Tom and Jerry: Fur Flying Adventures Volume 2
by Jef Burnham
Available to own on DVD July 5, 2011 from Warner Home Video.
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Each installment of Warner Bros.’ Fur Flying Adventures DVDs offers 14 Tom and Jerry shorts, both old and new, to delight children at right around $10 a piece. And while this particular release contains a truly commendable number of classic Tom and Jerry shorts, I have some major reservations about recommending it.
The classic cartoons included in this set are “The Hollywood Bowl” (1950), “Saturday Evening Pass” (1950), “Tops with Pops” (1956), and 7 wonderful shorts from the Chuck Jones era. Unfortunately, the inadequacies of this disc make enjoying some these gems virtually impossible. “The Hollywood Bowl” has some serious interlacing issues, and a number of the shorts’ soundtracks were improperly mixed in their transfer to this particular DVD. What’s more, the Cinemascope entry, “Tops with Pops,” is inexplicably presented in non-anamorphic widescreen, meaning that it will not automatically conform to your widescreen television, hovering in the center of the screen with black bars on the top, bottom, and sides of the image. And blowing the image up so that the sides of the short reach the sides of your screen obviously results in a loss of picture quality. Curiously, this problem is not endemic of the entire disc as all other widescreen entries are presented in anamorphic widescreen.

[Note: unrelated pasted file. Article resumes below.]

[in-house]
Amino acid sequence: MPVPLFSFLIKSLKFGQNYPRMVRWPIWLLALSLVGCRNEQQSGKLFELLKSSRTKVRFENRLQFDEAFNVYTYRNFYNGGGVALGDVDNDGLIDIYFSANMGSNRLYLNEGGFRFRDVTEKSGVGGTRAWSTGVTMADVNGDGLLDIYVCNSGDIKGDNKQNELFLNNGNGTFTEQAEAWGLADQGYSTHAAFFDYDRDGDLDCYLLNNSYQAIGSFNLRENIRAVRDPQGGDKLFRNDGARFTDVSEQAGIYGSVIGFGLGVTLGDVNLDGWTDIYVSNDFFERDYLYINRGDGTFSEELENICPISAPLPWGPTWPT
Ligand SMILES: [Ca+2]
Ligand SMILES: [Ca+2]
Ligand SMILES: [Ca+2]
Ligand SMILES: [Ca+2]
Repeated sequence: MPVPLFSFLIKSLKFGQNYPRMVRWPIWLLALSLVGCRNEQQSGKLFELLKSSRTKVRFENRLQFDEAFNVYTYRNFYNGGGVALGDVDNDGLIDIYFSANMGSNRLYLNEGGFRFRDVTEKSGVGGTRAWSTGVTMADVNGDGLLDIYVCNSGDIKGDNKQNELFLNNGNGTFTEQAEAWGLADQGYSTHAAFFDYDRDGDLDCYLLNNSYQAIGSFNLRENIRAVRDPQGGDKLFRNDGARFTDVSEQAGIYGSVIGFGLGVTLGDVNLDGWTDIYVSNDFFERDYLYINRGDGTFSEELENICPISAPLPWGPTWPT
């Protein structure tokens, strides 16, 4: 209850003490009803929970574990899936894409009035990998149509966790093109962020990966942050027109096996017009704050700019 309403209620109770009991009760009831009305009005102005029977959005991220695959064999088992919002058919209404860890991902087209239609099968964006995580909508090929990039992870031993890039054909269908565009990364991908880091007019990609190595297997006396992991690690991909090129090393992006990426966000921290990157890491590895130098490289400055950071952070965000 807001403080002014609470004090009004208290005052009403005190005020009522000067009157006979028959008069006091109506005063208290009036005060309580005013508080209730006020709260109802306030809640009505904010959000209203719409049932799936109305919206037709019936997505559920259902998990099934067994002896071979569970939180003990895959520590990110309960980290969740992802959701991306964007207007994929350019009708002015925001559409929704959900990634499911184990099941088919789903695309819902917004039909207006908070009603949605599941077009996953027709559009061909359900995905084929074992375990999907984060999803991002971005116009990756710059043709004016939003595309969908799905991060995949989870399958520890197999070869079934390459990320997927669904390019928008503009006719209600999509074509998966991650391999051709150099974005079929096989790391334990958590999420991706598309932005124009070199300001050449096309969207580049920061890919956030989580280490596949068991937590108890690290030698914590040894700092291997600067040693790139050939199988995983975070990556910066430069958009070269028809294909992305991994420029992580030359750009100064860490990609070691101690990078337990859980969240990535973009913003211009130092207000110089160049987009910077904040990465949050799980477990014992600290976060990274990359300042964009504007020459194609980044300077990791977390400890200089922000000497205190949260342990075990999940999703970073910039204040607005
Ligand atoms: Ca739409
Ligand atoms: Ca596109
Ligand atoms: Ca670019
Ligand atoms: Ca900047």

In addition, there are but four Tom and Jerry Tales shorts included on this disc— the first being the second short featured and the others playing consecutively at the close of the disc. But their under-representation here is by no means a drawback in my mind, as I find the Tom and Jerry Tales to be generally utterly unbearable. And the particular entries of this modern incarnation of the dueling duo included in this set are certainly among the most inane shorts they’ve ever been cast in. Rather than simple, cat-and-mouse conflicts perpetuating the events of these shorts, Tom and Jerry’s altercations are instigated by the likes of Thomas Jefferson, the Wright Brothers, a couple of witches, and Van Helsing— as though a cat would never chase a mouse unless involved in some sort of significant historical or supernatural event.
Admittedly, Fur Flying Adventures Volume 2 has its fair share of high points. The abundance of Chuck Jones-era shorts alone would typically be enough for me to recommend the disc, but there is this little issue of Warner Home Video’s previous Tom and Jerry releases to consider. The three volumes of the Tom and Jerry Spotlight Collection, as well as the Chuck Jones Collection, are all competitively priced (you can currently pick up each set for around $10 on Amazon), they contain more shorts, and they are of a consistently higher technical quality. As such, if you want to support Warner Home Video’s Tom and Jerry releases (and I wholeheartedly suggest you do), it is really in these collections, not the Fur Flying Adventures, that you should invest your time and money.
Jef Burnham is a writer and educator living in Chicago, Illinois. While waging war on mankind from a glass booth in the parking lot of a grocery store, Jef managed to earn a degree in Film & Video from Columbia College Chicago, and is now the Editor-in-Chief of FilmMonthly.com.
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